If you work in the medical field, you’ve surely seen the need for an interpreter at least once in a while, if not every day. Fortunately, many clinics now make sure this type of professional is available to help doctors and patients communicate.
If you’re not yet used to having a medical interpreter in the office with you, here’s how to get familiar with this situation so you and your patients can benefit from interpreting services right away.
Know When to Rely on the Medical Interpreter
Many medical professionals are so used to having to interpret for patients as best they can, that they try doing it even after they start working with an interpreter. But you should resist the urge to do this.
After all, your workplace hired a medical interpreter for a reason — it’s important to have a professional who is trained in this job. If you try to do the job for the interpreter, you risk doing it wrong, sending patients mixed messages when it comes to their health.
You should also get out of the common habit of allowing the patient’s family members to interpret. Only a medical interpreter has the training in both medical terms and language to accurately communicate with patients.
Meet with the Interpreter Before Talking to Patients
Interpreters usually have a good understanding of not just languages, but also cultures. So in most cases, their job is to both speak another language and inform you of any cultural differences you should be aware of.
For example, patients might have certain diets due to religious practices, or they might adhere to a lifestyle that they’re hesitant to discuss with you in depth. But if the medical interpreter in your office is aware of these details, he or she can let you know ahead of time so you’re not caught off-guard and do not make your patients feel uncomfortable.
For this reason, get into the habit of meeting with the medical interpreter a few minutes before each appointment. Thanks to the practice of localization, he or she can tell you a few tips on how to proceed based on the patient’s cultural background.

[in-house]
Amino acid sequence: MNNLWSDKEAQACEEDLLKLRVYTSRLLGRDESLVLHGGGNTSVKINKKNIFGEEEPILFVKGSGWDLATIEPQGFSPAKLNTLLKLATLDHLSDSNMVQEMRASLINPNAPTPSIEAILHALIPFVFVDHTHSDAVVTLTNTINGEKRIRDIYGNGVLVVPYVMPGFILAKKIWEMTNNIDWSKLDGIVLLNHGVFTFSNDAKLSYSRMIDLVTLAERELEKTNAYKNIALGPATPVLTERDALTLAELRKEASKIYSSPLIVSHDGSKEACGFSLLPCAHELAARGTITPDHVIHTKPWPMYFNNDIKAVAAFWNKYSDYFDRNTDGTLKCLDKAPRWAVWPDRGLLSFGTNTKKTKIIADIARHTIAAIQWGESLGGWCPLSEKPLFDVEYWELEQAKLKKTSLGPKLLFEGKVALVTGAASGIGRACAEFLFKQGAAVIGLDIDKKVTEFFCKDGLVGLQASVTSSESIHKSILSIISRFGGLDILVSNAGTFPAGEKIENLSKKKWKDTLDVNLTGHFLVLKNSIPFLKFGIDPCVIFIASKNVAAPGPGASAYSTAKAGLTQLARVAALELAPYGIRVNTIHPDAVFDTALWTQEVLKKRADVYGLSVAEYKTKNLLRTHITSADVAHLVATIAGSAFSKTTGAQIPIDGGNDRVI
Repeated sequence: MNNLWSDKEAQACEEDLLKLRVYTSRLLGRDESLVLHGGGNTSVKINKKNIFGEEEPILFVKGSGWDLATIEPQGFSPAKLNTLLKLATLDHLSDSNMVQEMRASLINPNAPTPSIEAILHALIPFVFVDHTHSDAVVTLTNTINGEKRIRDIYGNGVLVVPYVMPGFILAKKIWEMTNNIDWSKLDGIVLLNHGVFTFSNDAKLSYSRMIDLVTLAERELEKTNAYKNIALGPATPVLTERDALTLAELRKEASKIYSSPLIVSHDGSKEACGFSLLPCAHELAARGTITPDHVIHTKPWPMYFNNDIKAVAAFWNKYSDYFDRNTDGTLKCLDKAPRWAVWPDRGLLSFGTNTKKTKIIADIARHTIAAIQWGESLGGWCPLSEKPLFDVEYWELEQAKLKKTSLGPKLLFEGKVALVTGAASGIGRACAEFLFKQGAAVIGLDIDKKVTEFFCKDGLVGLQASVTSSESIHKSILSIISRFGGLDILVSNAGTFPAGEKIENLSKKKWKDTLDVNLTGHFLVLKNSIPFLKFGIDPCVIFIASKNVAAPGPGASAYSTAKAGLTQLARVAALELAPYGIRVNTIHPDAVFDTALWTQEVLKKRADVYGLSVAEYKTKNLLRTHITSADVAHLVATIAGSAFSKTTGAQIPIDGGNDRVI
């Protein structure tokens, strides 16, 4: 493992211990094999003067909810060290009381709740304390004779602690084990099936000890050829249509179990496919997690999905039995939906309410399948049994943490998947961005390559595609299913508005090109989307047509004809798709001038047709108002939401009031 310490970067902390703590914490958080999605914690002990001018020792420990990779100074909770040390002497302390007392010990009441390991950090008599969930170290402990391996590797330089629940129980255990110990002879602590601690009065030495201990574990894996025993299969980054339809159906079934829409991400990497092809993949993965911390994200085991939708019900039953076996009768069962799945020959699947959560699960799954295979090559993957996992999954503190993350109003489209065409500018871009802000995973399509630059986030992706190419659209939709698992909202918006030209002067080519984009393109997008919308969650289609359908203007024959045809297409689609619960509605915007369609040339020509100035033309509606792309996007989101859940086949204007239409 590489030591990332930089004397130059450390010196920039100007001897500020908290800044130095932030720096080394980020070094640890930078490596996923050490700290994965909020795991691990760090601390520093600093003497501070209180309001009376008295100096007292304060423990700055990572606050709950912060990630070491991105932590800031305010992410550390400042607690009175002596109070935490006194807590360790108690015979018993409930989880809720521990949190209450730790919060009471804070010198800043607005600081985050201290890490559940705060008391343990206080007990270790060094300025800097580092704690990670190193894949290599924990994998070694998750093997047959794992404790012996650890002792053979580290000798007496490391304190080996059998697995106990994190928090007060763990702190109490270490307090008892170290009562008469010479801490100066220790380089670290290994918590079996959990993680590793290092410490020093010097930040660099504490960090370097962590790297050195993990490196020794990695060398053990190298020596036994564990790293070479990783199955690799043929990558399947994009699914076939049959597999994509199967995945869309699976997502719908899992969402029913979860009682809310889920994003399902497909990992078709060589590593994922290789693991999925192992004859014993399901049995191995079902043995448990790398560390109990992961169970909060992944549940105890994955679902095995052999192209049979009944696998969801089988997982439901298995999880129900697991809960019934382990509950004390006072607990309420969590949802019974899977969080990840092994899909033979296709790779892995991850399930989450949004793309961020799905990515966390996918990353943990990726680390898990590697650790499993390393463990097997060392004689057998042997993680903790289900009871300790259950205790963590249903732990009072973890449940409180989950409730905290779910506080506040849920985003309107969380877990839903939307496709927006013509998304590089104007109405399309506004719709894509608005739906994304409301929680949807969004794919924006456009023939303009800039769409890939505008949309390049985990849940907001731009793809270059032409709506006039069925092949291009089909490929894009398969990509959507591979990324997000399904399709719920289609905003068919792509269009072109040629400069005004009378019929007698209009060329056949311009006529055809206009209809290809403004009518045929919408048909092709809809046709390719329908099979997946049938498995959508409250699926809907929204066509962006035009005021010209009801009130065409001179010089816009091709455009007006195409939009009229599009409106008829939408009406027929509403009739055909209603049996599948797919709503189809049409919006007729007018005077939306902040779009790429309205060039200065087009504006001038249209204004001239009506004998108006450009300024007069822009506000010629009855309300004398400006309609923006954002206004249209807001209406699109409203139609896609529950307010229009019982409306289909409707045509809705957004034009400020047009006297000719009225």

Keep it Simple
No matter how experienced a medical interpreter is, it’s always best to keep your sentences short and simple whenever possible. This will ensure that the professional can clearly communicate with the patient at all times.
This is especially important when you’re asking questions about the patient’s symptoms or when you’re relaying a medical diagnosis and treatment plan. You need to feel confident that the patient understands.
The best way to do this is to avoid long, complicated sentences and medical jargon that could take the interpreter longer than usual to communicate to the patient.
Speak to the Patient Directly
It’s important to make your patient feel like your priority, and you can do this by talking directly to him or her, even when the medical interpreter is in the room.
Plus, your patient will be watching your expression and gestures for clues as you talk, right before the interpreter begins talking to him or her. Looking at your patients when you’re talking can help them start to comprehend what you’re saying even before they hear the medical interpretation in their language.